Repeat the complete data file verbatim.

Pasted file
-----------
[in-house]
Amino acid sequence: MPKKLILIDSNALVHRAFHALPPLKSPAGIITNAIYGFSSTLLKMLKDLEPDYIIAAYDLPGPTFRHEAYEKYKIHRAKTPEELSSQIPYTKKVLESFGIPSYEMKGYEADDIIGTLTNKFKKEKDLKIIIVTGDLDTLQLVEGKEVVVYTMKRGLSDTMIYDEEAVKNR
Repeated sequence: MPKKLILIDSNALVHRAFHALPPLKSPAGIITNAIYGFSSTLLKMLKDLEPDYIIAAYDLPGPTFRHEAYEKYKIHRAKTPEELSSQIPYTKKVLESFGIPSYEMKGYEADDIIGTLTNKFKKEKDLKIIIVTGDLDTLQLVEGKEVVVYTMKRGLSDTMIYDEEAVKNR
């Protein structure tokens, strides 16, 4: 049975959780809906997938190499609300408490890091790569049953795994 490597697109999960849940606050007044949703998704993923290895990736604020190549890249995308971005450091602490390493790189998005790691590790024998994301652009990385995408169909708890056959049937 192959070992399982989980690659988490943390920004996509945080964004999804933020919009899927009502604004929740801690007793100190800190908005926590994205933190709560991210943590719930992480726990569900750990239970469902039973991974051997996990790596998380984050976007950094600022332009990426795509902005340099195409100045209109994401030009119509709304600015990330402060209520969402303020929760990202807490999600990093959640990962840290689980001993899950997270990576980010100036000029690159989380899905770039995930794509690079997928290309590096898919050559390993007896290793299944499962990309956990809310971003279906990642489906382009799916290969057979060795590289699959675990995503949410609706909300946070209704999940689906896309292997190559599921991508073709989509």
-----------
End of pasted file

[in-house]
Amino acid sequence: MPKKLILIDSNALVHRAFHALPPLKSPAGIITNAIYGFSSTLLKMLKDLEPDYIIAAYDLPGPTFRHEAYEKYKIHRAKTPEELSSQIPYTKKVLESFGIPSYEMKGYEADDIIGTLTNKFKKEKDLKIIIVTGDLDTLQLVEGKEVVVYTMKRGLSDTMIYDEEAVKNR
Repeated sequence: MPKKLILIDSNALVHRAFHALPPLKSPAGIITNAIYGFSSTLLKMLKDLEPDYIIAAYDLPGPTFRHEAYEKYKIHRAKTPEELSSQIPYTKKVLESFGIPSYEMKGYEADDIIGTLTNKFKKEKDLKIIIVTGDLDTLQLVEGKEVVVYTMKRGLSDTMIYDEEAVKNR
């Protein structure tokens, strides 16, 4: 049975959780809906997938190499609300408490890091790569049953795994 490597697109999960849940606050007044949703998704993923290895990736604020190549890249995308971005450091602490390493790189998005790691590790024998994301652009990385995408169909708890056959049937 192959070992399982989980690659988490943390920004996509945080964004999804933020919009899927009502604004929740801690007793100190800190908005926590994205933190709560991210943590719930992480726990569900750990239970469902039973991974051997996990790596998380984050976007950094600022332009990426795509902005340099195409100045209109994401030009119509709304600015990330402060209520969402303020929760990202807490999600990093959640990962840290689980001993899950997270990576980010100036000029690159989380899905770039995930794509690079997928290309590096898919050559390993007896290793299944499962990309956990809310971003279906990642489906382009799916290969057979060795590289699959675990995503949410609706909300946070209704999940689906896309292997190559599921991508073709989509």